Over 13.000 young people between 15 and 30 were interviewed in 28 Member States to hear their views on democratic participation, volunteering and on their employment perspectives.
6% of young people say that they have stayed abroad for the purpose of volunteering at some point, while the overwhelming majority (93%) say that they have never volunteered abroad.
The time spent volunteering abroad varies: 2% say that they volunteered abroad for a period of less than 2 weeks, while 2% say they spent between 2 and 4 weeks, and the same proportion (2%) spent longer than a month volunteering abroad. From those who say that they have not stayed abroad for the purpose of volunteering, 88% say that they did not have the opportunity and a further 5% say that they have had the opportunity but have not actually taken it up.
Respondents in the Netherlands (11%) and Ireland (10%) are the most likely to have volunteered abroad at some point. Young people in the Netherlands are also the most likely to have had the opportunity to volunteer abroad, without actually doing so, along with respondents in Finland (both 15%). Long spells of volunteering abroad (longer than a month) are most common among respondents in the Netherlands (5%) and Lithuania (5%), while short spells (less than two weeks) are most common among respondents in Estonia (6%). Young people are least likely to have had the opportunity to volunteer abroad in Italy (98% have never had the opportunity), Portugal (97%), Cyprus (95%) and Romania (95%).
In terms of age, young people aged 20-24 are the most likely to have volunteered abroad (7% compared with 5% of 15-19 year-olds and 5% of 25-30 year-olds).
7% of young people in the EU say that, in the past 12 months, they have participated in activities or projects aimed at fostering cooperation with young people from other countries.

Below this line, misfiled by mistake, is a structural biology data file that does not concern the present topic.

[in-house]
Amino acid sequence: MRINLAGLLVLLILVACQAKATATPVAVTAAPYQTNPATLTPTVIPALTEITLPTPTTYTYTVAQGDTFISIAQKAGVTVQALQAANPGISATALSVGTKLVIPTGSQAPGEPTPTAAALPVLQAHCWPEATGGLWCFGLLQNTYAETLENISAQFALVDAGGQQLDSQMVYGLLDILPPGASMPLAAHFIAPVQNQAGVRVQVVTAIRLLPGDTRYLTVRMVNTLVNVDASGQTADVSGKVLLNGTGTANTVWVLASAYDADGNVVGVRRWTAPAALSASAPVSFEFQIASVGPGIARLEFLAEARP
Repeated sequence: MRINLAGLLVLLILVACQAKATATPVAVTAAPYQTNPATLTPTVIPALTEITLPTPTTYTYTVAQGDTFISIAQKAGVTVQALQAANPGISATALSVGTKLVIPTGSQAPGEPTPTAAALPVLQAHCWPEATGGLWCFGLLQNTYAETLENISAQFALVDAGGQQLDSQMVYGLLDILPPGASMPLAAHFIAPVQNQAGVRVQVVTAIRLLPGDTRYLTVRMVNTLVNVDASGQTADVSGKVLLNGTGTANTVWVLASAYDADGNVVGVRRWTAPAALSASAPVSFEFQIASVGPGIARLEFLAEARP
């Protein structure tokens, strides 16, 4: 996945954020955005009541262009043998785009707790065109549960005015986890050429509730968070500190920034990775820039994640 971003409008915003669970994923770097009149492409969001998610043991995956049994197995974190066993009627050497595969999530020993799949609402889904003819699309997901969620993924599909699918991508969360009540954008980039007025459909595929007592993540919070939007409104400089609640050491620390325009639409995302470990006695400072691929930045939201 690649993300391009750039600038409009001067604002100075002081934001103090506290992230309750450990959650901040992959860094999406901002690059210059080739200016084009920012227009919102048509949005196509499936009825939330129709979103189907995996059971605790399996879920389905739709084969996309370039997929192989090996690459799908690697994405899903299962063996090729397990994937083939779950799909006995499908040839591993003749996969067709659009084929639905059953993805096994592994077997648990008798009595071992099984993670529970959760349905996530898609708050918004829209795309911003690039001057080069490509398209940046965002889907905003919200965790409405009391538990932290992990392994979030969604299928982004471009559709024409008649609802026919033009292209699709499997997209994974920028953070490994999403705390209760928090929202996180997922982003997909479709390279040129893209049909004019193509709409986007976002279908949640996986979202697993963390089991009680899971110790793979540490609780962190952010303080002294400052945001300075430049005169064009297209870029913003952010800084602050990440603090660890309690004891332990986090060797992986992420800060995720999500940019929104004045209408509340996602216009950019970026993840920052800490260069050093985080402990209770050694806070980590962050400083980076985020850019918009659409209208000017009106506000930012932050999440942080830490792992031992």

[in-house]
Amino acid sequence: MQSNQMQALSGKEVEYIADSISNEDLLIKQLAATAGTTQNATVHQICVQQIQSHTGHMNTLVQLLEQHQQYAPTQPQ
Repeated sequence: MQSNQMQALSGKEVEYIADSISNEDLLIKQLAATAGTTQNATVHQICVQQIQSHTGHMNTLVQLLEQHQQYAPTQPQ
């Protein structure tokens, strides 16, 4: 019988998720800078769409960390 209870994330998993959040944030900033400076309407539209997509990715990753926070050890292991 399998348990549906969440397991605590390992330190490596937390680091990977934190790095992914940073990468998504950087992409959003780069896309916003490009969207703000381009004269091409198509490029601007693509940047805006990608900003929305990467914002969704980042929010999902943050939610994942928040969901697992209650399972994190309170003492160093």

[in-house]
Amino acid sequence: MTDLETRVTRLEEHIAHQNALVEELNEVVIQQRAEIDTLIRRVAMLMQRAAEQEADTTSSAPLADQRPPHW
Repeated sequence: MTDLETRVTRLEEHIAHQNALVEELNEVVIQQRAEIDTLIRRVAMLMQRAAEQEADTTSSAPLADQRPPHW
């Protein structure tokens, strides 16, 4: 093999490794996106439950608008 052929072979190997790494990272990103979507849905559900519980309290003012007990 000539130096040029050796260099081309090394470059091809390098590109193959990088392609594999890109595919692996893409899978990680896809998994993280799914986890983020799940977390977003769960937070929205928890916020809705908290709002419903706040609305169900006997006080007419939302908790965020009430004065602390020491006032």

Young people in Luxembourg (17%) are the most likely to have participated in activities or projects aimed at fostering cooperation with young people from other countries, followed by those in Slovenia (14%), Denmark (13%) and Finland (13%). The lowest proportions can be observed in the United Kingdom (4%), Bulgaria (5%), Italy (5%), Poland (5%), Portugal (5%) and Romania (5%). Looking at the activities in more detail, respondents in Slovenia are the most likely to have participated in activities or projects with young people from other European countries (13%), while young people in Luxembourg are the most likely to have taken part in activities or projects with young people from other continents (9%).
15-19 year-olds are the most likely to have participated in activities or projects aimed at fostering cooperation with young people from other countries (12%) compared with those aged 20-24 (7%) and 25-30 (4%).
There are two main areas of focus for voluntary activities undertaken by young people: charity, humanitarian and development aid (44%) and education, training and sport (40%). Voluntary activities also cover a number of other issues: culture or art (15%), human rights (13%), religion (12%), animal welfare (9%), climate change or the environment (9%) and politics (8%).
More than half of respondents (54%) say that they have not incurred any expenses as part of their voluntary activities, a further 28% of respondents say that they have incurred expenses but have not received any contributions, and one in six respondents (16%) say that they have incurred expenses and received contributions. This includes 11% who have received contributions from the organisations or people that they volunteered for, 4% who received contributions from a government or other public body, 3% from family or friends, and 2% from a commercial business.
Participation in cultural activities is decreasing. Almost 9 out of 10 respondents have participated in a cultural activity in the last 12 months. 80% of respondents have been to the cinema or a concert, while 63% have been to a visitor attraction (such as a palace, castle, church, garden, museum, gallery or historical monument). Young people are less likely to have been to a theatre, dance performance or opera (38%), or to have participated in an amateur artistic activity (30%). Overall, the level of participation has decreased by 5 percentage points since 2011, when 94% of young people said they had engaged in at least one cultural activity.
Results of the survey can be seen in this handy infographic.
For more detailed analysis, consult the survey's results.Share